Photo: Chris Farina/Top Rank
Undefeated Cuban maestro Guillermo Rigondeaux found himself in a different country—China—and on a different television network— UniMás—on Saturday, but one thing remained the same: he was booed by the crowd at the end of another fight. Rigondeaux successfully defended a pair of super bantamweight titles by sandblasting sad Sod (Kokietgym) Looknongyantoy at The Cotai Arena in Macao in about as much time as it takes for a roulette wheel to come to a stop. Before the fight, “El Chacal” had promised more action than usual and he delivered, but with a diabolical twist: he knocked the living daylights out of sportsmanship as well as poor Looknongyantoy, scoring a brutal KO in a measly 104 seconds.
Within a minute and a half of the opening bell, Looknongyantoy was writhing on the canvas after an accidental head butt. A woozy Looknongyantoy, 37, struggled to his feet and staggered to a neutral corner, where Referee Mark Nelson hastily assessed him before ordering the action to resume. When Looknongyantoy, from Petchaboon, Thailand, reached out to touch gloves, Rigondeaux gave him a quick fist-bump and then shot a turbocharged right hook-straight left combo that sent the unsuspecting Looknongyantoy plummeting like a man who had forgotten to strap on a parachute at 10,000 feet. Dazed, he somehow managed to rise, but was counted out by Nelson, and—just like that—the fight was over.
Apparently, Looknongyantoy was unfamiliar with the most basic rule of prizefighting: “Protect yourself at all times.” But can you blame him? After all, Looknongyantoy, despite a 63-3-1 record as legitimate as a subprime loan, was last in the ring against a pug making his pro debut. Before that, he went the full route, six rounds, against a fighter with a record of 0-1. How do you say “Palooka” in Thai? Even in boxing, one of the most cynical and corrupt sporting pursuits in the world, you would be hard pressed to find one fighter with over 60 times as many fights as his opponent. Looknongyantoy was not a suitable foe, but give Rigondeaux, 33, credit for sparing the viewing public from his usual mambo routine—even if it took bad manners to do so. What Rigondeaux did was not illegal, but it sure was grimy.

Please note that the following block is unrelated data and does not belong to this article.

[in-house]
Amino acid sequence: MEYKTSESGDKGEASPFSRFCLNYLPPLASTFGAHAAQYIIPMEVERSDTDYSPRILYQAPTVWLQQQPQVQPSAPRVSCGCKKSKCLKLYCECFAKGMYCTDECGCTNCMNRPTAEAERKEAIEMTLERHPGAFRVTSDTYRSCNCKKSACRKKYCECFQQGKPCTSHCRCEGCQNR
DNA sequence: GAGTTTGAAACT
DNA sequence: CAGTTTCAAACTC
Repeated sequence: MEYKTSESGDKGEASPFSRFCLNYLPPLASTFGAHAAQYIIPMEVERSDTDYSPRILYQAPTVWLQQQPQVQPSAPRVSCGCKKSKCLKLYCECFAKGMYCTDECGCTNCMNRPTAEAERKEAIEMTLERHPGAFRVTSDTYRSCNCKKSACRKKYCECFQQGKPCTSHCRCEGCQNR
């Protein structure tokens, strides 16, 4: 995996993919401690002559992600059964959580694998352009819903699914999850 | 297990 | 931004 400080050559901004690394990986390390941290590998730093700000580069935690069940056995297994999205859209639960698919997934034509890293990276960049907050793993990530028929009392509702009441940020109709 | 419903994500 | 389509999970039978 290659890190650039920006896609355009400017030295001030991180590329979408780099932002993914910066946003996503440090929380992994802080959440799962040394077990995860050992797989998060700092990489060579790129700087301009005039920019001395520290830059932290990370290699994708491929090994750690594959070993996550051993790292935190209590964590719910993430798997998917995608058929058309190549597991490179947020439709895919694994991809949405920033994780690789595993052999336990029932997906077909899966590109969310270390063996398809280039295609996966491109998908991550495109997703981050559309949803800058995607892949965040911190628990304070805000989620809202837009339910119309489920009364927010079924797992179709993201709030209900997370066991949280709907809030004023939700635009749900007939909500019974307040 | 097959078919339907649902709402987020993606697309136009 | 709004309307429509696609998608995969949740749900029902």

Guillermo Rigondeaux © Gallo Images
Still, in 104 seconds, Rigondeaux, who defected from Santiago de Cuba and now lives in Miami, Florida, showed glimpses of his supernatural talent: he has near-perfect balance and flawless technique. So many contemporary fighters answer the bell completely squared up, crossing their feet, and moving in the wrong direction that seeing Rigondeaux operate is like watching a series of textbook illustrations come to life. His precision and reflexes are extraordinary and he fights with an economy of motion almost alien to the modern boxer. But Rigondeaux, now 14-0 with 9 knockouts, is also overly defensive and too willing to coast to a soundtrack of hisses and jeers. This man, who once drew 375 spectators to a title fight in Nevada, is simply not a crowd favorite.
But for Rigondeaux, usually the Eric Rohmer-type in the ring, this was a Michael Bay performance. Just a little over a year after his biggest win—a dominating but dull decision over Nonito Donaire—Rigondeaux was demoted to tape-delay status on a network best known for airing “Laura,” but he capitalized on his downshift by making the wrong kind of noise, which, in boxing, is worth as much as a chest of Spanish Doubloons. Maybe he will be just as rude next time around as he was on Saturday in Macao. In the end, it may do all of us some good.
Carlos Acevedo is the editor of The Cruelest Sport and a full member of the Boxing Writers Association of America. His work has appeared in Boxing Digest Magazine, Maxboxing, Boxing World Magazine, and Esquina Boxeo.